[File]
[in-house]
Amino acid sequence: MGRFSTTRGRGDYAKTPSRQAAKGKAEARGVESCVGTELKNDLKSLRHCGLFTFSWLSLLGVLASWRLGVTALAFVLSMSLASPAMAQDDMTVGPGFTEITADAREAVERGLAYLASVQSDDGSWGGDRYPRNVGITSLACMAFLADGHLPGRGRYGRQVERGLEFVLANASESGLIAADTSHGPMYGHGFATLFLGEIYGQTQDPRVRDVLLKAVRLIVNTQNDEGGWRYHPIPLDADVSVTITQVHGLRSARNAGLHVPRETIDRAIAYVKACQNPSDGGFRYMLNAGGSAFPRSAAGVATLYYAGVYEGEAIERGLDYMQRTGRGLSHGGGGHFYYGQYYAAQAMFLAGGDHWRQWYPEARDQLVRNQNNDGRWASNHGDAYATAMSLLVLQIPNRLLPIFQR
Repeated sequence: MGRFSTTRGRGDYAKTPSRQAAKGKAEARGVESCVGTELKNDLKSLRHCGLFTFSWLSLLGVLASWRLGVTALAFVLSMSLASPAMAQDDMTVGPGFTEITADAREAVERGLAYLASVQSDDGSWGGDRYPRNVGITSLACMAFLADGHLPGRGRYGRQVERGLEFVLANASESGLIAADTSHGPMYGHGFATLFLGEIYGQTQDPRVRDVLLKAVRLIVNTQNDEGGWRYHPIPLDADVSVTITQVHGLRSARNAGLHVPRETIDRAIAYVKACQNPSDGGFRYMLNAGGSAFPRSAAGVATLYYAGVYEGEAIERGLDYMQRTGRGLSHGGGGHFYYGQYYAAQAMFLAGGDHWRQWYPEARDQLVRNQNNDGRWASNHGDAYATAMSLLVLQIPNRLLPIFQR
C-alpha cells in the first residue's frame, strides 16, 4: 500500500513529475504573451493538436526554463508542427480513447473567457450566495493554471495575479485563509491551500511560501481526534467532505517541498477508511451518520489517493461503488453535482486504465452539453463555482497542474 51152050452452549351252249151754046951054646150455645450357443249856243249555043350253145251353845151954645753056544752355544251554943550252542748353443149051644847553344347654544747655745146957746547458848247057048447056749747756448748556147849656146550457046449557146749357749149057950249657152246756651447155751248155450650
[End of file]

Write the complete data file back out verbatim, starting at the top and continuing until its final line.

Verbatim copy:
[in-house]
Amino acid sequence: MGRFSTTRGRGDYAKTPSRQAAKGKAEARGVESCVGTELKNDLKSLRHCGLFTFSWLSLLGVLASWRLGVTALAFVLSMSLASPAMAQDDMTVGPGFTEITADAREAVERGLAYLASVQSDDGSWGGDRYPRNVGITSLACMAFLADGHLPGRGRYGRQVERGLEFVLANASESGLIAADTSHGPMYGHGFATLFLGEIYGQTQDPRVRDVLLKAVRLIVNTQNDEGGWRYHPIPLDADVSVTITQVHGLRSARNAGLHVPRETIDRAIAYVKACQNPSDGGFRYMLNAGGSAFPRSAAGVATLYYAGVYEGEAIERGLDYMQRTGRGLSHGGGGHFYYGQYYAAQAMFLAGGDHWRQWYPEARDQLVRNQNNDGRWASNHGDAYATAMSLLVLQIPNRLLPIFQR
Repeated sequence: MGRFSTTRGRGDYAKTPSRQAAKGKAEARGVESCVGTELKNDLKSLRHCGLFTFSWLSLLGVLASWRLGVTALAFVLSMSLASPAMAQDDMTVGPGFTEITADAREAVERGLAYLASVQSDDGSWGGDRYPRNVGITSLACMAFLADGHLPGRGRYGRQVERGLEFVLANASESGLIAADTSHGPMYGHGFATLFLGEIYGQTQDPRVRDVLLKAVRLIVNTQNDEGGWRYHPIPLDADVSVTITQVHGLRSARNAGLHVPRETIDRAIAYVKACQNPSDGGFRYMLNAGGSAFPRSAAGVATLYYAGVYEGEAIERGLDYMQRTGRGLSHGGGGHFYYGQYYAAQAMFLAGGDHWRQWYPEARDQLVRNQNNDGRWASNHGDAYATAMSLLVLQIPNRLLPIFQR
C-alpha cells in the first residue's frame, strides 16, 4: 500500500513529475504573451493538436526554463508542427480513447473567457450566495493554471495575479485563509491551500511560501481526534467532505517541498477508511451518520489517493461503488453535482486504465452539453463555482497542474 51152050452452549351252249151754046951054646150455645450357443249856243249555043350253145251353845151954645753056544752355544251554943550252542748353443149051644847553344347654544747655745146957746547458848247057048447056749747756448748556147849656146550457046449557146749357749149057950249657152246756651447155751248155450650